The Effects of Dark Design on Children’s Digital Well-Being and Its Implications for Sharenting

Laurel Cook, West Virginia University
Alexa Fox, The University of Akron
Lin Ong, California State Polytechnic University, Pomona
Claire Bessant, Northumbria University
Pingping Gan, Iowa State University
Mariea Grubbs Hoy, The University of Tennessee, Knoxville
Emma Nottingham, University of Winchester
Beatriz Pereira, Iowa State University
Stacey Barell Steinberg, University of Florida

Award Amount: $2,500


Online decisions of children and their parents may be influenced by intentionally deceptive user interfaces known as dark design. The attention, time, and information of children garnered by such design practices often go undetected or are discounted by parents and caregivers. Effects on a child’s well-being and safety appear obvious but are not yet understood and empirically tested. Using a multimethod approach, the current research concerns dark design’s influence (1) across mediums (e.g., apps, video games, social media platforms, websites), (2) across age groups for children, and (3) on parents’ sharenting choices, decision-making, and behaviors.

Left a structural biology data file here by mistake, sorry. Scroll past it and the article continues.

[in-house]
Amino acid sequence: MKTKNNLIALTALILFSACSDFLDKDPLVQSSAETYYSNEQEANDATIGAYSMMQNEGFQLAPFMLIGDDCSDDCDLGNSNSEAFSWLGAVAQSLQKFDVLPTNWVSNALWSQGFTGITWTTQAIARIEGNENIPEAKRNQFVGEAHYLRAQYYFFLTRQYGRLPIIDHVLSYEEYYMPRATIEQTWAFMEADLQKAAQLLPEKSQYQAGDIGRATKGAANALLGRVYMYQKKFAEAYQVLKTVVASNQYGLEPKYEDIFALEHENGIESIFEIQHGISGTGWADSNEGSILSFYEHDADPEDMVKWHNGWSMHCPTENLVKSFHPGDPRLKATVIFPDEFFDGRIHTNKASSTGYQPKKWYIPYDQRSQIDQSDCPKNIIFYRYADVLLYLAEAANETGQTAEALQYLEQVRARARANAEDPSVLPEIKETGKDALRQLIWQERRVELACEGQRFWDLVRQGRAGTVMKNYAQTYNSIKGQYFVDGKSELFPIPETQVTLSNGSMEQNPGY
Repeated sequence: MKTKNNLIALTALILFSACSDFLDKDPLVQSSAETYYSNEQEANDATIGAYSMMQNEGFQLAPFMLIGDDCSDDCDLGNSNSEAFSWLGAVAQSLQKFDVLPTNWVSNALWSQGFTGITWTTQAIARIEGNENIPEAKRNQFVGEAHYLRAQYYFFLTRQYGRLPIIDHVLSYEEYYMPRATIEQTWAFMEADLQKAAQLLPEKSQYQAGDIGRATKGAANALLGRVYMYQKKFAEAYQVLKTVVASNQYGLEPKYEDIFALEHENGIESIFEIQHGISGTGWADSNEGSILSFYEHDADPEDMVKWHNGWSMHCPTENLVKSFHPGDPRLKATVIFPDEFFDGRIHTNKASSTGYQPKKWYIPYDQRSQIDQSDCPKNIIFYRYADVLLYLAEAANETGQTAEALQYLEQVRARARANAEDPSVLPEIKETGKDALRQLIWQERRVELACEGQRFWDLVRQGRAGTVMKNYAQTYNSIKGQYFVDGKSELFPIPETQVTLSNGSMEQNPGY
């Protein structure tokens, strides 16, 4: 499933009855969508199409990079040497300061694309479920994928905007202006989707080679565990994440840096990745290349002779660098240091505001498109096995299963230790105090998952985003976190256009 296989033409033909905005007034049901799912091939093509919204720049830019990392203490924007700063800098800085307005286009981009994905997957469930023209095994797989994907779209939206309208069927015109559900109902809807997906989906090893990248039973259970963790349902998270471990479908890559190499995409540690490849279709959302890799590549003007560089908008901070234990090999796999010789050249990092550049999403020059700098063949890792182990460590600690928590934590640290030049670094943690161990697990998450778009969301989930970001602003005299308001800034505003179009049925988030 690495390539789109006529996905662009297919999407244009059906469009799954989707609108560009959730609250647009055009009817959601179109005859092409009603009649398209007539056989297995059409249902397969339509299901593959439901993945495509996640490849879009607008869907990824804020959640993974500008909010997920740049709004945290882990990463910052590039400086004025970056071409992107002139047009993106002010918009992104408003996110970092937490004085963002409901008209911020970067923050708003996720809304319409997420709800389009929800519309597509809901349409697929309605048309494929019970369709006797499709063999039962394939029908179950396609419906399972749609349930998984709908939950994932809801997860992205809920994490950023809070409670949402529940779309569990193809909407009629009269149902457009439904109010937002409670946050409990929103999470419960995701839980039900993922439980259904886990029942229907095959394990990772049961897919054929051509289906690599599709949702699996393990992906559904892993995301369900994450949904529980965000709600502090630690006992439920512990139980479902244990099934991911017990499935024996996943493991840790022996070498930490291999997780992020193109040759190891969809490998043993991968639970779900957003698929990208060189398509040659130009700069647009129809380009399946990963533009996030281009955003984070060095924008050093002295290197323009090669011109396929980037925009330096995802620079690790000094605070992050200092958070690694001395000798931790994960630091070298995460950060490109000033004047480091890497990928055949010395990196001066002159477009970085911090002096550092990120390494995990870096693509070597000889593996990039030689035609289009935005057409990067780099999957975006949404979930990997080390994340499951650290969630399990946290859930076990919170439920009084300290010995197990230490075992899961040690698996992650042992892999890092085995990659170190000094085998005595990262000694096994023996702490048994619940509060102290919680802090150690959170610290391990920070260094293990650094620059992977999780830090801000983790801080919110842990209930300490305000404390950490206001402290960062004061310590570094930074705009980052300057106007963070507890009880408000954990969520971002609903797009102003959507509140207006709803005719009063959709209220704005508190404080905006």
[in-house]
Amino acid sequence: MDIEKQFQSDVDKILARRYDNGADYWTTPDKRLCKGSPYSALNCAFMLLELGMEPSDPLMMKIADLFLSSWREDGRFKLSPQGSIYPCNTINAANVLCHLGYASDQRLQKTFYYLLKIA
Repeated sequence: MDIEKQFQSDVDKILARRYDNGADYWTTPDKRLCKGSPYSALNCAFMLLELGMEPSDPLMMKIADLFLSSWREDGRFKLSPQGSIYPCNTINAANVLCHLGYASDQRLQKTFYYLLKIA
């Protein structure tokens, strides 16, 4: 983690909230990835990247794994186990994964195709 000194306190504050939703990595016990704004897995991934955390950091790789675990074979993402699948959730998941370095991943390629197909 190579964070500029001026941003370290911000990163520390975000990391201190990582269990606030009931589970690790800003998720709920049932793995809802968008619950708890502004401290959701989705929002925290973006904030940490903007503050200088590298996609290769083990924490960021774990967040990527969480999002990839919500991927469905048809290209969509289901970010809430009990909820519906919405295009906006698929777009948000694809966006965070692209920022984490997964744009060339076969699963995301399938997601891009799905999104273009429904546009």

Engage with Us

TCR creates opportunities for engagements between practitioners, funders and researchers, and supports efforts of scholars and practitioners to disseminate and publicize their research and work, and obtain mentoring and advice on grant applications.

While many of these opportunities are freely available, we encourage scholars and practitioners to become a member of the Association of Consumer Research to help continue funding our work and to obtain additional benefits.